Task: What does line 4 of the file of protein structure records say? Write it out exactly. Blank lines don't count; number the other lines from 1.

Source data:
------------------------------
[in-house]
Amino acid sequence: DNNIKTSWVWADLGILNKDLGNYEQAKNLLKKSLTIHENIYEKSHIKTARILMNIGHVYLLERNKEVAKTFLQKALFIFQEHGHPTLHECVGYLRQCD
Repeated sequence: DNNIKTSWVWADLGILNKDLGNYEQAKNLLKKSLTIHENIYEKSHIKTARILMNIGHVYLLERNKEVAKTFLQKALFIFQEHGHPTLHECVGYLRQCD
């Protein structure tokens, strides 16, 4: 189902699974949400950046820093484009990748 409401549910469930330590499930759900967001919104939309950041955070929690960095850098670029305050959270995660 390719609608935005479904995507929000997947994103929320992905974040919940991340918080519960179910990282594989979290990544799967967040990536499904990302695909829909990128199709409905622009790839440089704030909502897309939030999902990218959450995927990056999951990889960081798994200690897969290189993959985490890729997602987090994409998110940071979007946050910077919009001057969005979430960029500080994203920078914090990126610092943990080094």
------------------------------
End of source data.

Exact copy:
């Protein structure tokens, strides 16, 4: 189902699974949400950046820093484009990748 409401549910469930330590499930759900967001919104939309950041955070929690960095850098670029305050959270995660 390719609608935005479904995507929000997947994103929320992905974040919940991340918080519960179910990282594989979290990544799967967040990536499904990302695909829909990128199709409905622009790839440089704030909502897309939030999902990218959450995927990056999951990889960081798994200690897969290189993959985490890729997602987090994409998110940071979007946050910077919009001057969005979430960029500080994203920078914090990126610092943990080094």